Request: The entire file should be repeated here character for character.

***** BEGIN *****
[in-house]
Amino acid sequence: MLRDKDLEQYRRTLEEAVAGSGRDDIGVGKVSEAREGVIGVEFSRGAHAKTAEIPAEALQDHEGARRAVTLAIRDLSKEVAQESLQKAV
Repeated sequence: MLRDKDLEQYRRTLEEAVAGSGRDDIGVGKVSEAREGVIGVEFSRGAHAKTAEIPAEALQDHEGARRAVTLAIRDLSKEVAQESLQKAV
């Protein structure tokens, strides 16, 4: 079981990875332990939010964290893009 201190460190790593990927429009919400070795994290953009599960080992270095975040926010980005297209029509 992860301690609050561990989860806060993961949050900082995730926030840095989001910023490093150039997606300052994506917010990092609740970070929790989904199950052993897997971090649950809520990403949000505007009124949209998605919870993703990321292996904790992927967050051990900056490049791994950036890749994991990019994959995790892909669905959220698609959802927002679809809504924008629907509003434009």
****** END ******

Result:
[in-house]
Amino acid sequence: MLRDKDLEQYRRTLEEAVAGSGRDDIGVGKVSEAREGVIGVEFSRGAHAKTAEIPAEALQDHEGARRAVTLAIRDLSKEVAQESLQKAV
Repeated sequence: MLRDKDLEQYRRTLEEAVAGSGRDDIGVGKVSEAREGVIGVEFSRGAHAKTAEIPAEALQDHEGARRAVTLAIRDLSKEVAQESLQKAV
């Protein structure tokens, strides 16, 4: 079981990875332990939010964290893009 201190460190790593990927429009919400070795994290953009599960080992270095975040926010980005297209029509 992860301690609050561990989860806060993961949050900082995730926030840095989001910023490093150039997606300052994506917010990092609740970070929790989904199950052993897997971090649950809520990403949000505007009124949209998605919870993703990321292996904790992927967050051990900056490049791994950036890749994991990019994959995790892909669905959220698609959802927002679809809504924008629907509003434009």